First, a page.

Since 2016, tomatoes and cucumbers are grown in a greenhouse located on the rooftop of the former Philips building in The Hague, the Netherlands. The 1200m2 facility is the largest in Europe of its kind with the purpose to produce healthy food and to make consumers choose locally produced food. To achieve the climate needed two climate screens are installed – Svensson’s Harmony and Luxous.
A local and sustainable food production
UrbanFarmers is the company behind the initiative of a city greenhouse in The Hague. “The roof of a building is often empty, which makes it an ideal space for a city greenhouse,” says Shuang Liu, Marketing Assistant at UrbanFarmers. “By developing greenhouses in the city, we can bring more food to consumers. We want to encourage people to buy, healthy and fresh food that has been produced only a few kilometres away from them, meaning that it is sustainable.” A local and sustainable food production
Crops and fish provides healthy food
Tomatoes, cucumbers and lettuce are grown in the greenhouse. Total, there are 28 (large and small) tanks with fish - pink tilapia - on the ground floor. UrbanFarmers uses the aquaponics cultivation method, a closed system that combines fish farming and plant cultivation in a sustainable and efficient manner. In this system, the fish waste provides an organic food source for the plants, and the plants naturally filter the water for the fish. The nutrients that are released during fish farming are reused for the plants and the plants clean the water in which the fish are grown. Besides the production of local healthy and fresh food, UrbanFarmers has an educational goal: to raise awareness by showing people how vegetables are grown and food is cultivated. UrbanFarmers has established a strong ambition to create a movement where more and more consumers understand the importance of and opt for local food options.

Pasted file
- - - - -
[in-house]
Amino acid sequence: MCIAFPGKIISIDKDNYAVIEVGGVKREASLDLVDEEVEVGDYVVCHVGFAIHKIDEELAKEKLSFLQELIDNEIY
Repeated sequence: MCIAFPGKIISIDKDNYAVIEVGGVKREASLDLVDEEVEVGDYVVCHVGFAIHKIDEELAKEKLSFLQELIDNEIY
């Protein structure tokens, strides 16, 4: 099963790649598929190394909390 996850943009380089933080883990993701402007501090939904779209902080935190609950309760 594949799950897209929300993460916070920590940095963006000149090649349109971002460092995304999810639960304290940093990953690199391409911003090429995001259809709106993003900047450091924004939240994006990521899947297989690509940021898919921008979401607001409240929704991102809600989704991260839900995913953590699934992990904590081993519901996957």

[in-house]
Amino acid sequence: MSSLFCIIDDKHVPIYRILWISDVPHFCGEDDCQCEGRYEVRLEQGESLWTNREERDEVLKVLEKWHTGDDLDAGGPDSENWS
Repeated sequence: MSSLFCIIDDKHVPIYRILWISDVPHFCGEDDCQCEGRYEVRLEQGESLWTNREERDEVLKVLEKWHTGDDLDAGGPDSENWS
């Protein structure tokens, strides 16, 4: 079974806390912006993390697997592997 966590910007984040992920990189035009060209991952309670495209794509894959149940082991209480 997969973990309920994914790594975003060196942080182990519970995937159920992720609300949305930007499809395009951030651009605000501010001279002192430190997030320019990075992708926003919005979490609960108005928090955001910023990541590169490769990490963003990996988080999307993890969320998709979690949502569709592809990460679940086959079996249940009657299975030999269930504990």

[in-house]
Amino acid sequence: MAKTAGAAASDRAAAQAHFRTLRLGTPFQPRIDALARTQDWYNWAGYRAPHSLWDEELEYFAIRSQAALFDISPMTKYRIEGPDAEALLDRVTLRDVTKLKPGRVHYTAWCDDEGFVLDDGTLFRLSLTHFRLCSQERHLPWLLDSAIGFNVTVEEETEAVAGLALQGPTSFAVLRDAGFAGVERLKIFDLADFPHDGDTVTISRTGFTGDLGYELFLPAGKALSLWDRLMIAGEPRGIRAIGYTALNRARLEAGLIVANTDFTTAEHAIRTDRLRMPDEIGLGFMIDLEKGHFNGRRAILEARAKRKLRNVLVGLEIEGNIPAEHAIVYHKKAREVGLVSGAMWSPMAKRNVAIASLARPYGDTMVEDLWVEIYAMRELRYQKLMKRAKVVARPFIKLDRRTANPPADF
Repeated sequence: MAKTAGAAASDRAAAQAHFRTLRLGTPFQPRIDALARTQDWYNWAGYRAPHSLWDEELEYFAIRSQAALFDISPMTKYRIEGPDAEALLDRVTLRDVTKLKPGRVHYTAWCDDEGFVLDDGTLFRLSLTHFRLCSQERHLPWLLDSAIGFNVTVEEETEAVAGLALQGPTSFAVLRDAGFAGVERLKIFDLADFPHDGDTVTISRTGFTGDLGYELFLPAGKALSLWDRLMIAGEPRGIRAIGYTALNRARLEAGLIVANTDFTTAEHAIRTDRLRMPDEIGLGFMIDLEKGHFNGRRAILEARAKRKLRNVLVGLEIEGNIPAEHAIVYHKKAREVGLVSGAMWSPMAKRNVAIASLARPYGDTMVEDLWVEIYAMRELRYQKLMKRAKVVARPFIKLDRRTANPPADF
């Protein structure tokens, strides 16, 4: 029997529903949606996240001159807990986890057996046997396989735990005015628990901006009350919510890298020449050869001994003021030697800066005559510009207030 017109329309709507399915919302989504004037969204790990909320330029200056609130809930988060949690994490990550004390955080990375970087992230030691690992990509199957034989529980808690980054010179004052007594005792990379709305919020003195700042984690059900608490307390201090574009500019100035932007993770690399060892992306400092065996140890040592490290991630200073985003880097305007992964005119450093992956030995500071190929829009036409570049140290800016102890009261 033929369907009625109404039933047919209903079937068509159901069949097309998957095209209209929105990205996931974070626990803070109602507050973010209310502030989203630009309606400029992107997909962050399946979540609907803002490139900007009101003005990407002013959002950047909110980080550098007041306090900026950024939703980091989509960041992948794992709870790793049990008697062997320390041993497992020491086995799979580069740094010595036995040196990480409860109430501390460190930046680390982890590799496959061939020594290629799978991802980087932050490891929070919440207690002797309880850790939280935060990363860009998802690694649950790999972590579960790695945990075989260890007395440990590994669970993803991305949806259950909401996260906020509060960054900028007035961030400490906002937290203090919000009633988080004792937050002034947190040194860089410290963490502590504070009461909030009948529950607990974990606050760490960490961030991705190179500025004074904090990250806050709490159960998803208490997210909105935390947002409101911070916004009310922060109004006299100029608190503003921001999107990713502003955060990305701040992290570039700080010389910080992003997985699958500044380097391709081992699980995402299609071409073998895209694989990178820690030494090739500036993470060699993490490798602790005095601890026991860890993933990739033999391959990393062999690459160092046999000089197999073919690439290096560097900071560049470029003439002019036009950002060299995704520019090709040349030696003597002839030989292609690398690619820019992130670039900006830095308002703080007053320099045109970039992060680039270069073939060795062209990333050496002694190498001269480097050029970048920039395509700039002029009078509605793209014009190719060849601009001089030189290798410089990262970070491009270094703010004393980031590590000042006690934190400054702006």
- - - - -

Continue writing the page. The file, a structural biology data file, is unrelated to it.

Challenges in building a high up, roof-top greenhouse
Greenhouse Builder, Van der Valk-Kleijn involved Steetec in the development of the roof-top greenhouse, as the installer had experience with building high greenhouses. “There is a huge difference between building a greenhouse on the ground versus on the top of a building,” explains Van Steekelenburg. “There is always wind when you’re 35 meters up in the air. To prevent damage to the climate screens, we have used a profile with plastic, wire-guided blocks both above and below the screen for extra protection. The profile is also heavier than usual so we attached a wire every 40 cm on the bottom and every 80 cm on the top. Finally, we have attached weights to the screens on the outside where they hang down, to prevent them from being blown upwards by the wind. The height forces you to think differently.”
Harmony and Luxous climate screens provide the climate needed
“A climate screen is used inside the roof-top greenhouse,” tells Hans van Steekelenburg, Co-Director of the installation company, Steetec. “The Harmony 3315 O FR was selected to provide the shade needed and more gentle, evenly spread light. We also installed a transparent Luxous façade screen that divides the greenhouse. Thanks to this dividing screen, a different climate can be created in the smaller section of the greenhouse, allowing the growth of lettuce which requires a different climate with more air and a different temperature. The dividing screen runs down vertically along the columns.”
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